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Volume: 9 Issue: 3 June 2011

FULL TEXT

ARTICLE

Prospective Study of Posttransplant Polyomavirus Infection in Renal Transplant Recipients

Objectives: The BK virus is the most common pathogen in renal transplant recipients. Limited information is available regarding JC virus or Simian virus infections in renal transplant recipients. This prospective study sought to investigate the rate of BK virus, JC virus, and Simian virus 40 infections and their influence on allograft function in the early stages after surgery.

Materials and Methods: In total, 50 renal transplant recipients and 20 healthy blood donors were studied. The BK virus, the JC virus, and the Simian virus 40 were detected by nested qualitative polymerase chain reaction assays in urine and plasma. The difference of glomerular filtration rate among BK virus-infected, JC virus-infected, and uninfected patients was compared using the Kruskal-Wallis test.

Results: The polyomavirus viruria was detected in 46% of renal transplant recipients (4% of the BK virus and 42% of the JC virus viruria) and 10% of the healthy blood donors (5% for the BK virus and the JC virus viruria). No polyomavirus viremia was detected. No difference of glomerular filtration rate was found among the 3 groups (X2 = 0.228; P = .892).

Conclusions: Polyomavirus infections are not uncommon, and the incidence of JC virus infection is much higher in renal transplant recipients than it is in BK virus. Neither BK virus nor JC virus infections appeared to influence graft function in the early stages after surgery.


Key words : Kidney transplant, Infections, BK virus, JC virus, Simian virus 40

Introduction

Polyomavirus belongs to the family Polyomavirus, which also includes the BK virus, the JC virus, and the Simian virus 40. The BK virus and the JC virus infections are ubiquitous, with a seroprevalence in 90% of adults.1 After initial childhood infections in healthy individuals, Polyomavirus may persist in the kidney epithelium, the genitourinary tract epithelium, and/or lymphocytes.2 It may be reactivated in immunocompromised or immunosuppressed individuals, such as those with HIV3 or those who have undergone a transplant.4 The BK virus is the most common pathogen in renal transplant recipients, and BK virus-associated Polyomavirus nephropathy is one of the most significant causes of graft dysfunction and loss in renal transplant recipients.5 The JC virus is more often associated with progressive multifocal leukoencephalopathy in AIDS patients. Only limited information is available regarding the JC or Simian virus 40 infections in renal transplant recipients and their effect on allograft function and pathologic changes. Recent studies5, 6 reported that the JC virus viruria exists in 22% of renal transplant recipients and could cause graft dysfunction and interstitial nephropathy. Additionally, the Simian virus 40 has been detected in renal transplant patients.7, 8 This prospective study sought to investigate the rate of BK virus infection and the incidence of JC-virus and Simian-virus–40 infection in renal transplant recipients and study their influence on allograft function during the first 3 months after surgery.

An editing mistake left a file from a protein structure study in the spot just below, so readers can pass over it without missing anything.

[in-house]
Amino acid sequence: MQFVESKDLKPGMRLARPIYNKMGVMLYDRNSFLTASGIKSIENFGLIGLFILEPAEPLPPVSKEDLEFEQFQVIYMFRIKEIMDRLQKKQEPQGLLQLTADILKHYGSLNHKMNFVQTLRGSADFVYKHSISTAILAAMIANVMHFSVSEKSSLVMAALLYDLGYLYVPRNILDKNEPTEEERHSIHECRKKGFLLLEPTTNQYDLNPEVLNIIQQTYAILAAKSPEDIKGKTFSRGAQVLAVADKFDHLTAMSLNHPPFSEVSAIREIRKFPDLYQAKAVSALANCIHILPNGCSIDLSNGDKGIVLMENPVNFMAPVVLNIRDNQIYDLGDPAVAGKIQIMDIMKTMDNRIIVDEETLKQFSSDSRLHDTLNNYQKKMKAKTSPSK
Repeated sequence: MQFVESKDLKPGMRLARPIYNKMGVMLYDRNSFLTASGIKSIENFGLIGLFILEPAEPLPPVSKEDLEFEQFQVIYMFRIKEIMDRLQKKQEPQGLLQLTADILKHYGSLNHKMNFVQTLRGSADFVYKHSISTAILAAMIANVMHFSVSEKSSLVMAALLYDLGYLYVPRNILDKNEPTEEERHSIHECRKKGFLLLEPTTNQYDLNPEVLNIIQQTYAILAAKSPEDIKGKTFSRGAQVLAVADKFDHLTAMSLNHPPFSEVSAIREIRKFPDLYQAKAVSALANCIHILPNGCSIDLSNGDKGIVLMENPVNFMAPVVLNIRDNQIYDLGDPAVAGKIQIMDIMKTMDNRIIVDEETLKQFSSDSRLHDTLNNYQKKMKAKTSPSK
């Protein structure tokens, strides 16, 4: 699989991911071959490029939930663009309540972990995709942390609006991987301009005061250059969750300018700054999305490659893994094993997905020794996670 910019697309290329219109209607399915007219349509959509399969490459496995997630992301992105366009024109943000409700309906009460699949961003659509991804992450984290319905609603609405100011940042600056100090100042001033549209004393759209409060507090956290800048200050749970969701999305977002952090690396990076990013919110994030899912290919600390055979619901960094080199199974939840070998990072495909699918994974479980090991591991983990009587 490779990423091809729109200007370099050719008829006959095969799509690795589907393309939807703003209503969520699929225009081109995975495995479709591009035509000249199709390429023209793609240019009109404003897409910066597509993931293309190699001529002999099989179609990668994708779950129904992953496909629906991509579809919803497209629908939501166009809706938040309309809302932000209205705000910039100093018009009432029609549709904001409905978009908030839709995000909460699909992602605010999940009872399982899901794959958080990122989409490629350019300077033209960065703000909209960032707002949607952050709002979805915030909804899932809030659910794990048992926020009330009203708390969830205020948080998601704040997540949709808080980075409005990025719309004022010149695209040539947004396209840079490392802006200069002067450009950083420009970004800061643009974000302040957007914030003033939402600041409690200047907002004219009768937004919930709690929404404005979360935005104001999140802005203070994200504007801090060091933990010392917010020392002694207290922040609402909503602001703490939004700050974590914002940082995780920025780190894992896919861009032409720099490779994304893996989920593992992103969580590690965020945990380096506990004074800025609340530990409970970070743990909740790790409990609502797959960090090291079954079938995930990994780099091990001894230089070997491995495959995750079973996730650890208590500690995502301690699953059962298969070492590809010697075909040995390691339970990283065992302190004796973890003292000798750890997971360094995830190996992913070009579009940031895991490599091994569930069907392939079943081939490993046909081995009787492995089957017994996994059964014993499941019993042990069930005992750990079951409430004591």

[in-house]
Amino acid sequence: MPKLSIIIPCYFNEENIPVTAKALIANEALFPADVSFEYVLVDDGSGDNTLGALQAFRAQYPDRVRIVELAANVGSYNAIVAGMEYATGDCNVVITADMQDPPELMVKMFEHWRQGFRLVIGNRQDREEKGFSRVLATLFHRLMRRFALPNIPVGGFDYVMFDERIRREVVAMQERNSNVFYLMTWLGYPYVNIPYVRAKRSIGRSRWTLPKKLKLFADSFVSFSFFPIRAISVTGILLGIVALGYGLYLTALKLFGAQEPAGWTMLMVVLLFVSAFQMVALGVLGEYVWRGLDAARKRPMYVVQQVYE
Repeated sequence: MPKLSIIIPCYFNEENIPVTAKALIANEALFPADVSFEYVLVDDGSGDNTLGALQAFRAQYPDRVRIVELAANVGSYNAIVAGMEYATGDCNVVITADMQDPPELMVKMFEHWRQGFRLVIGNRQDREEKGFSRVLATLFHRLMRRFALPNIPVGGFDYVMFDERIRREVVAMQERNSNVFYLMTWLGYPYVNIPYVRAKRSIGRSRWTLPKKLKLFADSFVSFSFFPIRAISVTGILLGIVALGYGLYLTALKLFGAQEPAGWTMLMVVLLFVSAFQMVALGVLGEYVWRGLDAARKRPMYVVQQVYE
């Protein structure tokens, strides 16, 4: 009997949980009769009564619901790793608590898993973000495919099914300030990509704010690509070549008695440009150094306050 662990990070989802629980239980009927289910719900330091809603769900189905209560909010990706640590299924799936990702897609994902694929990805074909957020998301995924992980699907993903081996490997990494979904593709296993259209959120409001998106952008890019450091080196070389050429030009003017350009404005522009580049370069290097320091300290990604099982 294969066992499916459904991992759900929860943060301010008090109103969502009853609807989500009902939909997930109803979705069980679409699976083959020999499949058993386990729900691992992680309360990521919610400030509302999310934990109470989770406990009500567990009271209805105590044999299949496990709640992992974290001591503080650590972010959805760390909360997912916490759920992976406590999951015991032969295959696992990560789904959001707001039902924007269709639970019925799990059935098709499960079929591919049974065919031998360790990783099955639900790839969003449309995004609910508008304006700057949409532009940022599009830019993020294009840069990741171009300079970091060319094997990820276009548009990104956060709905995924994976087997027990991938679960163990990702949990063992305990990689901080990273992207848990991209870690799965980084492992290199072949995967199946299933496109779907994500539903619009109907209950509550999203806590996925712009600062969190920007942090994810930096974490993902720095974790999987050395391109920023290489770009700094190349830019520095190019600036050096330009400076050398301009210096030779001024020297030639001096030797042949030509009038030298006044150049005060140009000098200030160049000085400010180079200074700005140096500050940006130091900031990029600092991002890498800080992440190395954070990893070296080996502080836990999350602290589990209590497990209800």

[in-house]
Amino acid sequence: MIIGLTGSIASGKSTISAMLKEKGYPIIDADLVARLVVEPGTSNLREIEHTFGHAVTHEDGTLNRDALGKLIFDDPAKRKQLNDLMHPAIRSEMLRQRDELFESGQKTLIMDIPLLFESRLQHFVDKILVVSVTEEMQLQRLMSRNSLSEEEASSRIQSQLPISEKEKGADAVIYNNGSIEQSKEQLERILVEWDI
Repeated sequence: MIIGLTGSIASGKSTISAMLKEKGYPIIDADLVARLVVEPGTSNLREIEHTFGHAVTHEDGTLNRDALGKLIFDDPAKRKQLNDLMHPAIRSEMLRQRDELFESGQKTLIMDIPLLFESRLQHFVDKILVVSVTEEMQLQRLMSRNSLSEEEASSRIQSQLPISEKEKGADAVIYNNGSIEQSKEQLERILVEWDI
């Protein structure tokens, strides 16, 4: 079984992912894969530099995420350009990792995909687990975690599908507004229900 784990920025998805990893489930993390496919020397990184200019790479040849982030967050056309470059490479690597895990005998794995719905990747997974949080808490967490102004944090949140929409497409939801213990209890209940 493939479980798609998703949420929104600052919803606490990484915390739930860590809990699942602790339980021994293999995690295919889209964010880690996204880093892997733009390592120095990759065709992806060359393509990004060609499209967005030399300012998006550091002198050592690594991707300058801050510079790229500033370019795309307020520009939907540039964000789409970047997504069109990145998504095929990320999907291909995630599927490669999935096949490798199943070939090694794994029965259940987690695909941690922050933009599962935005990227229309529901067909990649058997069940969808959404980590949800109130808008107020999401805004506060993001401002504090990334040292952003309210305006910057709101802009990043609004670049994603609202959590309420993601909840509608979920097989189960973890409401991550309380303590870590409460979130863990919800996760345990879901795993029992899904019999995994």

Materials and Methods

Patients and samples